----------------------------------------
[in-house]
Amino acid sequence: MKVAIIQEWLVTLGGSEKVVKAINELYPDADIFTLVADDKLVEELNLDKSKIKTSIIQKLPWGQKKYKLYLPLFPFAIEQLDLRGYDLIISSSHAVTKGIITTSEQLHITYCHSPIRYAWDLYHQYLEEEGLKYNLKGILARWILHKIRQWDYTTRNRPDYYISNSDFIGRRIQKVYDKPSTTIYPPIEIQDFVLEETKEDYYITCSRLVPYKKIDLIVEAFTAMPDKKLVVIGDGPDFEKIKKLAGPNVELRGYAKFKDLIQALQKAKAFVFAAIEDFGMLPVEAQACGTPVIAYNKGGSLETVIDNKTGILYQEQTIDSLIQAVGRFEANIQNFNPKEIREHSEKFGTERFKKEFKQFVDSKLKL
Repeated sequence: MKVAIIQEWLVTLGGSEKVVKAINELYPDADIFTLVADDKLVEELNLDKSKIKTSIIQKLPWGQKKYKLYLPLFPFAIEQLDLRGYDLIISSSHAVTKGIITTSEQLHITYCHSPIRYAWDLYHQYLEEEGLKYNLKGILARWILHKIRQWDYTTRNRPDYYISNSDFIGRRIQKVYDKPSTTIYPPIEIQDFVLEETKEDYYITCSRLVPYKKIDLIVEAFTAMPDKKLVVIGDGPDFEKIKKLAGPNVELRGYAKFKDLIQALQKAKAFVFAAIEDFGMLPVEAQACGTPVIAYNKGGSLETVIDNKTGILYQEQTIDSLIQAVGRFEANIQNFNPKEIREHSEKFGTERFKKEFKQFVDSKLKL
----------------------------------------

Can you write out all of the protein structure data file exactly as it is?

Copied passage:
[in-house]
Amino acid sequence: MKVAIIQEWLVTLGGSEKVVKAINELYPDADIFTLVADDKLVEELNLDKSKIKTSIIQKLPWGQKKYKLYLPLFPFAIEQLDLRGYDLIISSSHAVTKGIITTSEQLHITYCHSPIRYAWDLYHQYLEEEGLKYNLKGILARWILHKIRQWDYTTRNRPDYYISNSDFIGRRIQKVYDKPSTTIYPPIEIQDFVLEETKEDYYITCSRLVPYKKIDLIVEAFTAMPDKKLVVIGDGPDFEKIKKLAGPNVELRGYAKFKDLIQALQKAKAFVFAAIEDFGMLPVEAQACGTPVIAYNKGGSLETVIDNKTGILYQEQTIDSLIQAVGRFEANIQNFNPKEIREHSEKFGTERFKKEFKQFVDSKLKL
Repeated sequence: MKVAIIQEWLVTLGGSEKVVKAINELYPDADIFTLVADDKLVEELNLDKSKIKTSIIQKLPWGQKKYKLYLPLFPFAIEQLDLRGYDLIISSSHAVTKGIITTSEQLHITYCHSPIRYAWDLYHQYLEEEGLKYNLKGILARWILHKIRQWDYTTRNRPDYYISNSDFIGRRIQKVYDKPSTTIYPPIEIQDFVLEETKEDYYITCSRLVPYKKIDLIVEAFTAMPDKKLVVIGDGPDFEKIKKLAGPNVELRGYAKFKDLIQALQKAKAFVFAAIEDFGMLPVEAQACGTPVIAYNKGGSLETVIDNKTGILYQEQTIDSLIQAVGRFEANIQNFNPKEIREHSEKFGTERFKKEFKQFVDSKLKL